and treatment options to patients, not on-going treatment.
“It is important for the public to know when to see the specialist,” she advised.
Although patients may self-refer, Kelly notes that the purpose is not
diagnostic. Again, she related an example. If a person
believes he or she should have a skin cancer check or see a suspicious
mole, that person should probably go see a dermatologist or plastic
surgeon first for examination and biopsy. Once diagnosed, the
sub-specialist would be an excellent resource for treatment options and
Attending the group were three community members at various stages of
diagnosis, treatment, and survival. They found the information
about the resource center helpful and offered Kelly insights into what
made their treatment manageable.
“Peer support is number one. I know that from personal experience,” advised Brenda Bucciorelli.
Another attendee, recently diagnosed and considering treatment, stated
the obvious. “You want more information.”
Kelly agreed that with the rapidly advancing and changing treatment
protocols, knowing what the most current information can be daunting,
especially when facing a frightening diagnosis.
She reminded attendees that she is an active participant in their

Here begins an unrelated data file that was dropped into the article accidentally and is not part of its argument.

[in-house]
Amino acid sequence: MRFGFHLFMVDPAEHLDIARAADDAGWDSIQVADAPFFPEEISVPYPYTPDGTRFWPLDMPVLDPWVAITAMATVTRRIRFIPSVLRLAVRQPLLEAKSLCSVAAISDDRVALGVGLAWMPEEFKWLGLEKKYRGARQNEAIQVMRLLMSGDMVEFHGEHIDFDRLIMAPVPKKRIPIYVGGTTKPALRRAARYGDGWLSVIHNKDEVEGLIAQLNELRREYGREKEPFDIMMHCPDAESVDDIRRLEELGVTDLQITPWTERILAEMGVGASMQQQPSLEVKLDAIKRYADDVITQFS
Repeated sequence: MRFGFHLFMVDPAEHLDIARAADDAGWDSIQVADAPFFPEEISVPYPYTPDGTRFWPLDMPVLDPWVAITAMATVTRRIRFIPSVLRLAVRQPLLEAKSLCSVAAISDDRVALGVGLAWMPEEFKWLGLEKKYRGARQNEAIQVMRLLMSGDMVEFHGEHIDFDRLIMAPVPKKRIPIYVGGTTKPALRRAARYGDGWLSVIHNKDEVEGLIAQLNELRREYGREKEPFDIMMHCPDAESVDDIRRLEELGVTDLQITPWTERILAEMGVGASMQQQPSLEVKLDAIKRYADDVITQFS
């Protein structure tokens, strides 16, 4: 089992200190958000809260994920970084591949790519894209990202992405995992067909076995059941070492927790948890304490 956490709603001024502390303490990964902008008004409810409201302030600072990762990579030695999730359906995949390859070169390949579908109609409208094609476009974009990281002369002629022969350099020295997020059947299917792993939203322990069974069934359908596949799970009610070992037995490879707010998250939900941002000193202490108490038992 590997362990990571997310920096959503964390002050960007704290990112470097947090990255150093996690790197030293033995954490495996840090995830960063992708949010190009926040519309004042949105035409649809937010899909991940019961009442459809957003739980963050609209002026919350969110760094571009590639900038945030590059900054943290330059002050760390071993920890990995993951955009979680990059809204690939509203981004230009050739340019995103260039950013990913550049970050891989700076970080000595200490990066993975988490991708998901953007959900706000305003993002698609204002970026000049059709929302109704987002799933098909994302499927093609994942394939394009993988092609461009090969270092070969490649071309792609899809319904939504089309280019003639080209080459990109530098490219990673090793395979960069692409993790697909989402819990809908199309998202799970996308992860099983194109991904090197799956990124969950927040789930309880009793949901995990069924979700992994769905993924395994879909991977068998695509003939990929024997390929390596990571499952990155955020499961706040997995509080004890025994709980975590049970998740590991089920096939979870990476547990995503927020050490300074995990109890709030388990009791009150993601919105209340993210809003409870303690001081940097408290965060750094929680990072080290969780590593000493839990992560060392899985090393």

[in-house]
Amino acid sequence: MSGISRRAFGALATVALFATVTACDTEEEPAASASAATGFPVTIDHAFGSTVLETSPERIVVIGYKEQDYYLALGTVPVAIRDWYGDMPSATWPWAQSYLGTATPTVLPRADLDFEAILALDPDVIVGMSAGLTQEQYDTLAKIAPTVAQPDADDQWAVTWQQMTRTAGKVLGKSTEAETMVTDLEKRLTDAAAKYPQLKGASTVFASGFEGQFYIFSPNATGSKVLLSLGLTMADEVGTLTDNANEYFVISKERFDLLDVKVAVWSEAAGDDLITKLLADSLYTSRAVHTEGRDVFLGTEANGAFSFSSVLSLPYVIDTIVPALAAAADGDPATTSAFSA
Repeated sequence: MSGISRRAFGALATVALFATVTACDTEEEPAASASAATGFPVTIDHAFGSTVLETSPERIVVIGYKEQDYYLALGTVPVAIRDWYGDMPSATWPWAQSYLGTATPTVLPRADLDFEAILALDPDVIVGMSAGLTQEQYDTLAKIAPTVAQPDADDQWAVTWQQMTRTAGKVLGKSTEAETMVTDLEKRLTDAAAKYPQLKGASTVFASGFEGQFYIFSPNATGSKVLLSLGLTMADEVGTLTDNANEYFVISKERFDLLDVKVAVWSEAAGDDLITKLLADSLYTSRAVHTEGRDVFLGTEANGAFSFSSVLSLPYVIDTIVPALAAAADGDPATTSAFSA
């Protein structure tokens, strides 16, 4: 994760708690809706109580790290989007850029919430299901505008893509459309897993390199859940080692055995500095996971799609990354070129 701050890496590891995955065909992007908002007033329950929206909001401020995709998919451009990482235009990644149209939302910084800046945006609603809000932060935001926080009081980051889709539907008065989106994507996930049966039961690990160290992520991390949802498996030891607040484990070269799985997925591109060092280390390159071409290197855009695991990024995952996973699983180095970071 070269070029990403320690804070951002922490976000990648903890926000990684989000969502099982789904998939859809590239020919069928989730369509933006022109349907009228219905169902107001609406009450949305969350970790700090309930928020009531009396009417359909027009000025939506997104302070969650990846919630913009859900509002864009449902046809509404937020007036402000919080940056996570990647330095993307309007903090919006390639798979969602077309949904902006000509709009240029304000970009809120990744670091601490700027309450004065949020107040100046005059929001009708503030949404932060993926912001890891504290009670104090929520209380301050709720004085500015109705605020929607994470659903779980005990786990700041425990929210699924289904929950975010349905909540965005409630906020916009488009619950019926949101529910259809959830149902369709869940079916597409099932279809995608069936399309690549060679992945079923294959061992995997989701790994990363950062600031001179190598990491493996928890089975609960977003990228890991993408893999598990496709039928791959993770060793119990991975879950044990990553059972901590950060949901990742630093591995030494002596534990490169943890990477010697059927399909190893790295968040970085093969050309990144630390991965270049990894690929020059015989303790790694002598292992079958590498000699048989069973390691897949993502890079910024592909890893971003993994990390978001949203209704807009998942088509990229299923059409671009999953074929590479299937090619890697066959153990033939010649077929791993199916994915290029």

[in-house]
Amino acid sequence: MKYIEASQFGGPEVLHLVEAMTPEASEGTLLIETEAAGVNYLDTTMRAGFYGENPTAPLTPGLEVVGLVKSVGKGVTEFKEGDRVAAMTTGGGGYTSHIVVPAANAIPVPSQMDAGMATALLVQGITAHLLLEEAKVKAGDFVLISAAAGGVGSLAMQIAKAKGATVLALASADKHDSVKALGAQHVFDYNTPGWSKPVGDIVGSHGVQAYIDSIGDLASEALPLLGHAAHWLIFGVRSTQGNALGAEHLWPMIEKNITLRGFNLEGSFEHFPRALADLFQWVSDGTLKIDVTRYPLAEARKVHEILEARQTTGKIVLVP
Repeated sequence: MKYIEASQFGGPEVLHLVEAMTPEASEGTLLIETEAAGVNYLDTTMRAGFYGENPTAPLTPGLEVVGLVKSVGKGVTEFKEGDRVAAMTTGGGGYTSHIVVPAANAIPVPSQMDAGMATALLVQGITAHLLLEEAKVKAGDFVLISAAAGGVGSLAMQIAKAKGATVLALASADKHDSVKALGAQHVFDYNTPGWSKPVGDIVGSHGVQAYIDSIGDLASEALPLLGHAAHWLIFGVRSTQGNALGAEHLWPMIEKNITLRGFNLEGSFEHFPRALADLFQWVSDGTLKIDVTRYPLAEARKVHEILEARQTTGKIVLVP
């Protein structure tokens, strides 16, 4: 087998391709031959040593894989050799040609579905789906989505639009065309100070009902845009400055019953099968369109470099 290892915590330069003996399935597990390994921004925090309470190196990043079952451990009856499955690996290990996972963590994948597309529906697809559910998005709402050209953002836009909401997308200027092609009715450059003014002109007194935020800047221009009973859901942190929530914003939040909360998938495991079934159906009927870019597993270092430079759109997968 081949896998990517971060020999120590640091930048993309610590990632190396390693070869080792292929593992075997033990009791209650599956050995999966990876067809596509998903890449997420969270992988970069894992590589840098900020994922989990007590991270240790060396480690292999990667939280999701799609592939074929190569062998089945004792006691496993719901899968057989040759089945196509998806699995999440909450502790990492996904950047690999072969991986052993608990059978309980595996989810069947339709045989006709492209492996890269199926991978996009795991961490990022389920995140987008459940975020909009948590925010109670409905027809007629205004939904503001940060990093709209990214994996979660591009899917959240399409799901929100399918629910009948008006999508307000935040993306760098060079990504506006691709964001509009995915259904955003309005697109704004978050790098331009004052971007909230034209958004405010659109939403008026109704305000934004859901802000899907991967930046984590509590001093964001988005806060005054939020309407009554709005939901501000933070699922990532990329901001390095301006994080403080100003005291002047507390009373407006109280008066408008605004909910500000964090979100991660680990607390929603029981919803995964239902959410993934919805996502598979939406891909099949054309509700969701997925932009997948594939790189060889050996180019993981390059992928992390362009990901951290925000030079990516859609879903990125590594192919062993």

search. “I’m there to help you search for information
and guide you to sites with the most up-to-date information.”
The three cancer patients/survivors agreed that the group provided
excellent information, and even a support group would be helpful.
Nearly all had also been caregivers for a family member with cancer, so
they noted that they would invite friends to come as well.
While the numbers may seem small, the early response to the group
proves promising. The Cancer Foundation invites cancer patients,
survivors, and caregivers not only to attend future meetings, but to
contact them with ideas for future topics or requested speakers as they
respond to community needs.
FOR MORE INFORMATION
The Hatteras Island Cancer Foundation will be
hosting a support and informational group for cancer patients,
survivors, and caregivers each month during the summer. The
meeting is held the third Wednesday at 6:30 p.m. (July 16 and August
20) at Our Lady of the Seas social hall in Buxton. Sydnee
Slaughter, a social worker now living in Hatteras, will be facilitating
the group. She may be reached at (252) 473-0830 or [email protected].
In addition, members of the Cancer Foundation Board are available to
connect people with the group and share their ideas. Contact
information is at http://hatterasdesigns.net/HICF/contact.htm Information on services and grant applications is available at the same Web site.
The Cancer Resource Center is available at the Outer Banks Hospital in
Nags Head. Drop-in access is available, but Kelly recommended
calling ahead to assure she is accessible when you arrive, particularly
for residents of Hatteras and Ocracoke Islands. The Center is
reached at (252) 449-7350. Watch local papers and the Island Free
Press for information on upcoming support groups, special programs and